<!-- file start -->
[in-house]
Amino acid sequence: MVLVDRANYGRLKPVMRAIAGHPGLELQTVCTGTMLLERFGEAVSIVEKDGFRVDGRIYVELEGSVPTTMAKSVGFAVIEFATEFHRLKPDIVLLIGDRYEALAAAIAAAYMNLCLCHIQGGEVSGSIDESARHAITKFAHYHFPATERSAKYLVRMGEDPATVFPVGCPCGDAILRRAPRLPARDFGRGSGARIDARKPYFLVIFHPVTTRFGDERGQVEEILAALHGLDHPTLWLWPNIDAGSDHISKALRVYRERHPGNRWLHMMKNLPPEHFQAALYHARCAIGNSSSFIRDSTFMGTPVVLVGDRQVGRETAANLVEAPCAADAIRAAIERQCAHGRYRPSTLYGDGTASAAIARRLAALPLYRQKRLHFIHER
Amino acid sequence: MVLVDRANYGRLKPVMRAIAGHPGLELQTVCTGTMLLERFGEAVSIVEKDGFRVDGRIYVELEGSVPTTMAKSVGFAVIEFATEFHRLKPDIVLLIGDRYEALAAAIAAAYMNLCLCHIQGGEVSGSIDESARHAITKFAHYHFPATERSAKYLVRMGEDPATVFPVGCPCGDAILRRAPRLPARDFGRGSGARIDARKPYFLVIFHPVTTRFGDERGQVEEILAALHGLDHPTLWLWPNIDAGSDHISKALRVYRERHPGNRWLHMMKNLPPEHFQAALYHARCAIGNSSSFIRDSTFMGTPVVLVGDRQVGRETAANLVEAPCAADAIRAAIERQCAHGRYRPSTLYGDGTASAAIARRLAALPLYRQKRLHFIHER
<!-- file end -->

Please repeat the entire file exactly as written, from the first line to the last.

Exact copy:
[in-house]
Amino acid sequence: MVLVDRANYGRLKPVMRAIAGHPGLELQTVCTGTMLLERFGEAVSIVEKDGFRVDGRIYVELEGSVPTTMAKSVGFAVIEFATEFHRLKPDIVLLIGDRYEALAAAIAAAYMNLCLCHIQGGEVSGSIDESARHAITKFAHYHFPATERSAKYLVRMGEDPATVFPVGCPCGDAILRRAPRLPARDFGRGSGARIDARKPYFLVIFHPVTTRFGDERGQVEEILAALHGLDHPTLWLWPNIDAGSDHISKALRVYRERHPGNRWLHMMKNLPPEHFQAALYHARCAIGNSSSFIRDSTFMGTPVVLVGDRQVGRETAANLVEAPCAADAIRAAIERQCAHGRYRPSTLYGDGTASAAIARRLAALPLYRQKRLHFIHER
Amino acid sequence: MVLVDRANYGRLKPVMRAIAGHPGLELQTVCTGTMLLERFGEAVSIVEKDGFRVDGRIYVELEGSVPTTMAKSVGFAVIEFATEFHRLKPDIVLLIGDRYEALAAAIAAAYMNLCLCHIQGGEVSGSIDESARHAITKFAHYHFPATERSAKYLVRMGEDPATVFPVGCPCGDAILRRAPRLPARDFGRGSGARIDARKPYFLVIFHPVTTRFGDERGQVEEILAALHGLDHPTLWLWPNIDAGSDHISKALRVYRERHPGNRWLHMMKNLPPEHFQAALYHARCAIGNSSSFIRDSTFMGTPVVLVGDRQVGRETAANLVEAPCAADAIRAAIERQCAHGRYRPSTLYGDGTASAAIARRLAALPLYRQKRLHFIHER